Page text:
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The Death of Retail Is Greatly Exaggerated

The last few years have seen a bevy of high-profile retailers either go bankrupt or close stores across the country, raising concern that brick-and-mortar retailers are doomed. It’s undoubtedly true that consumers are buying more and more goods online, and that’s putting pressure on some retailers. However, it’s important to put this in context: So far, the overall decline of brick-and-mortar retail is a relatively minor change in the economy, and not a major structural disruption.

It’s not hard to see why the “death of retail” story has gotten so much traction in the anecdote-driven news world. It’s easy to find examples across the country of empty malls, vacant big boxes, and abandoned retail strips that create the impression that the demand for brick-and-mortar shopping has cratered. However, the data tell a different story.

Still near historical high

In the aggregate, it’s true that employment has flat-lined at brick-and-mortar retailers, which we define as NAICS codes 44 and 45 minus non-store retailers. However, despite the weak recent growth, brick-and-mortar retail employment is still close to a historical high at 15.3 million, falling only 22,000 jobs below the peak reached in 2017.

The historically high number of retail jobs overall does mask one negative trend: The growth of retail has not kept up with the rest of the economy. At the peak in the mid-1980s, retail made up 11.8% of overall employment. By 2017, it had fallen to 10.4%. So is this the much trumpeted death of retail? This is overblown for two reasons.

First, this brings retail employment’s share of the labor market just back to 1970s levels. Retail may not be keeping up with the rest of the economy, but historically speaking we aren’t entering new territory, either.

Second, it’s useful to place this into a broader context by comparing it to two other industries that illustrate what a major structural change in the economy actually looks like: the decline of manufacturing and the rise of healthcare. As a share of employment, retail looks relatively flat over the past 50 years compared with these industries, generally fluctuating between 10% and 12%. In contrast, automation and globalization have pushed the manufacturing share of employment from 25% in 1970 to less than 9% today. On the other side of the ledger, the growth of healthcare spending has pushed healthcare employment from 5% of jobs to 13%.

The changes retail is undergoing also look relatively modest if we look at the trends since 2000. Over this period, the brick-and-mortar retail share of employment has declined by 0.8 percentage point, while healthcare has increased by 3.6 percentage points and manufacturing has declined by 4.6 percentage points.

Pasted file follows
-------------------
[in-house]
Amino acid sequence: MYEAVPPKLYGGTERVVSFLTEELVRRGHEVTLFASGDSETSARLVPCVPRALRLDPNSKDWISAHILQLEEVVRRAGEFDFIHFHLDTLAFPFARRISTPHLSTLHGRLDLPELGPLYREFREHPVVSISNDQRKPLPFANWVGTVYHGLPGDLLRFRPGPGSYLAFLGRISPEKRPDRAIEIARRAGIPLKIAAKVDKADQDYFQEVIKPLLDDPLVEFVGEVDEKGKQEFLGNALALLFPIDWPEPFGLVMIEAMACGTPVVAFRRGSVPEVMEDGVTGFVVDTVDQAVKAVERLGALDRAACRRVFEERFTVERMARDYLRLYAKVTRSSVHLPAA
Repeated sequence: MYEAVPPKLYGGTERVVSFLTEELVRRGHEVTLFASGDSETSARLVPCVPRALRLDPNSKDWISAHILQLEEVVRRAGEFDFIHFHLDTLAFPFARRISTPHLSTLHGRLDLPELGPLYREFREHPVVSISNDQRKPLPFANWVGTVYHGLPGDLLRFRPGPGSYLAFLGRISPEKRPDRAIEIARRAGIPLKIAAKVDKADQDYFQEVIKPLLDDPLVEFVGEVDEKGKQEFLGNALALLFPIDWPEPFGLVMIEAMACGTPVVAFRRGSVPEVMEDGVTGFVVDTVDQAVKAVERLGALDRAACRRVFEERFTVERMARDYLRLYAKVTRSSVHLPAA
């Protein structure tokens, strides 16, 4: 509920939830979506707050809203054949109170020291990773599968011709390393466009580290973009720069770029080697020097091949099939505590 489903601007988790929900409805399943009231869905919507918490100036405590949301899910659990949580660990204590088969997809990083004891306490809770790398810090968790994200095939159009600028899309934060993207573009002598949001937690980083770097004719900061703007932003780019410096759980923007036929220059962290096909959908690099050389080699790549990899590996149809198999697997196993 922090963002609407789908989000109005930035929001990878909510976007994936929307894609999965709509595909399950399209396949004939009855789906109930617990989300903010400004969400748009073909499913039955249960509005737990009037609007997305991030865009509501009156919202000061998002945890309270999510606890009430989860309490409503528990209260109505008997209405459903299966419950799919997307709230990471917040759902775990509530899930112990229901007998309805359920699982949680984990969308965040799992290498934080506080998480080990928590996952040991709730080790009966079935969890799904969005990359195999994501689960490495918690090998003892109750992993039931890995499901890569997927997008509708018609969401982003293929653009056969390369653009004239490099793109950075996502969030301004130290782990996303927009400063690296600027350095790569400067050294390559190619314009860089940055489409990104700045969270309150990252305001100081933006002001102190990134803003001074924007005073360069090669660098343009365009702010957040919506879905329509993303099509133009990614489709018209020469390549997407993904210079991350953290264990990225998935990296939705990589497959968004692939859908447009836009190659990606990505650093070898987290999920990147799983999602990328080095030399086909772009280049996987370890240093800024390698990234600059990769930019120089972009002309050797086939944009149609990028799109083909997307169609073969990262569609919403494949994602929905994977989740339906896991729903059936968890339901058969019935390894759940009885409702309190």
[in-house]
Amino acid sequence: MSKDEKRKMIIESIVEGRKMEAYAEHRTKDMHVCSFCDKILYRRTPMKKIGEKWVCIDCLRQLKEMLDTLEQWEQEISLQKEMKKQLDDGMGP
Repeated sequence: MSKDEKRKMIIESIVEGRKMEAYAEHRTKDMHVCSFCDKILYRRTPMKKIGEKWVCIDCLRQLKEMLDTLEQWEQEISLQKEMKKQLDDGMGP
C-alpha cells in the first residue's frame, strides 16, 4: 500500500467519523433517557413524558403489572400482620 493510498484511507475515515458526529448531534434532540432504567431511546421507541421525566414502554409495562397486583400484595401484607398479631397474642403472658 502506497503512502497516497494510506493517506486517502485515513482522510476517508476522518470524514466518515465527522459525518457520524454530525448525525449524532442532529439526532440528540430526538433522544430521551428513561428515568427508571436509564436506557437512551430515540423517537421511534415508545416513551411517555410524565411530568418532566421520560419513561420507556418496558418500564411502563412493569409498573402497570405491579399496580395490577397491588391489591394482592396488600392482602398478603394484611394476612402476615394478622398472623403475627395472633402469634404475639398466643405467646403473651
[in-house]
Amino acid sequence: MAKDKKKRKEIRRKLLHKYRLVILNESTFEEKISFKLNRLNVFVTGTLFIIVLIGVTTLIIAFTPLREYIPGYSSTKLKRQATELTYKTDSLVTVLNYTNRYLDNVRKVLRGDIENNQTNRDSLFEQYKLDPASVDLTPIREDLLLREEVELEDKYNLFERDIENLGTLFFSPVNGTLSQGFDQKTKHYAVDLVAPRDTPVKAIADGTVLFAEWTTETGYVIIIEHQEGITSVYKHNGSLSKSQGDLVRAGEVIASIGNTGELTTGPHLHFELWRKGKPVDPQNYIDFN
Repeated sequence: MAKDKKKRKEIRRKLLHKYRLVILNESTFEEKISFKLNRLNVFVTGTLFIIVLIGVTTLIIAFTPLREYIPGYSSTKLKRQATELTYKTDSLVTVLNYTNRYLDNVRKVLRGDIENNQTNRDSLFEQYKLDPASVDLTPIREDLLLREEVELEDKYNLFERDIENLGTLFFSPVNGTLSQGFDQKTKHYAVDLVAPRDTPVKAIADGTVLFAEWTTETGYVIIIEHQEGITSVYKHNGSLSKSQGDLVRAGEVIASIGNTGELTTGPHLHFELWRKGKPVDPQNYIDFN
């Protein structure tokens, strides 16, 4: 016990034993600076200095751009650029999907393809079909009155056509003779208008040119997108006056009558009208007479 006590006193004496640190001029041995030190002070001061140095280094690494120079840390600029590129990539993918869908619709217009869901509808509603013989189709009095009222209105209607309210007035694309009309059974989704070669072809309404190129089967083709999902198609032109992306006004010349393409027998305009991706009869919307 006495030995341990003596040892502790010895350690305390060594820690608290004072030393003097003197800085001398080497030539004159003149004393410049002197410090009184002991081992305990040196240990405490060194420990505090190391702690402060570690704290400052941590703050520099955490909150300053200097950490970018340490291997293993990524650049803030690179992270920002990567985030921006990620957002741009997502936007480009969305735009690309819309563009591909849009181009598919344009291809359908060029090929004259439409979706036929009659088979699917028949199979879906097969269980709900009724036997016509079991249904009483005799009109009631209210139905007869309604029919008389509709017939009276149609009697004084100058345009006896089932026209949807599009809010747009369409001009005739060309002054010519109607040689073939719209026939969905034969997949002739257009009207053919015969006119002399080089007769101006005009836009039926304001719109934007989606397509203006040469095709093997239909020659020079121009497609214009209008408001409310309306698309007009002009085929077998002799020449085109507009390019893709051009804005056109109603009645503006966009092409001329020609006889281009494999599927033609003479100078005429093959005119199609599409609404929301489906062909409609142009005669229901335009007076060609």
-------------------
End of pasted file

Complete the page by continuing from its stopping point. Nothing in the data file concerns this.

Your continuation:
The decline in brick-and-mortar retail has been stronger among some segments, like department stores. However, this has not been mostly about a contraction in employment, but a shift to e-commerce. Employment gains in e-commerce are visible in warehousing and nonstore retailers, the latter of which includes e-commerce sellers like Amazon. Over the last decade, non-store retailers have added 157,000 jobs and warehousing has added almost 369,000, which combined more than offset the job losses of 392,000 in department stores.

Despite the positive aggregate statistics, it is undoubtedly true that there are some parts of the country that have seen a decline in retail. These are the places with vacant malls and empty retail strips that drive the “death of retail.” For example, in a quarter of the metro areas we examined, retail employment has declined by 5% or more over the last decade, and 6% of metro areas have seen double-digit declines. If e-commerce is not killing retail, then what is happening in the places that are losing retail jobs?

Look at fundamentals

The change in retail employment at the metro level over the past decade is explained by fundamentals. Using the change in population alone, we can explain more than half of the variation in retail job growth over the last decade at the metro level. Including other economic measures, like total non-retail job growth and the change in lagged unemployment rate, improves the fit slightly more.

In fact, the pattern of retail job loss and growth across metro areas were basically what would be expected based on past trends. To show this, first the change in retail employment from 1997 to 2007 is regressed on population growth, lagged unemployment rate change, and non-retail job growth over the same period. Using this model we can predict metro level retail growth from 2007 to 2017 using the coefficients estimated from 1997 to 2007 combined with the actual population growth and economic conditions from 2007 to 2017. This predicted change in retail employment has a 0.74 correlation with the actual change in retail employment, and can explain 54% of the variation in it. In other words, retail has fallen where you would expect given changes in the underlying fundamentals.

This analysis suggests that when there is an empty mall or abandoned big box store, there is a good chance that it can be explained by lack of population growth or a weak economy. While e-commerce is undoubtedly growing and has been a factor in the closing of some retailers, the brick-and-mortar retail sector overall is not undergoing the kind of structural job loss seen, for example, in manufacturing. Instead, retail is undergoing a process of gradual change that is necessary in a dynamic economy, but it is not yet a major disruption or cause for concern.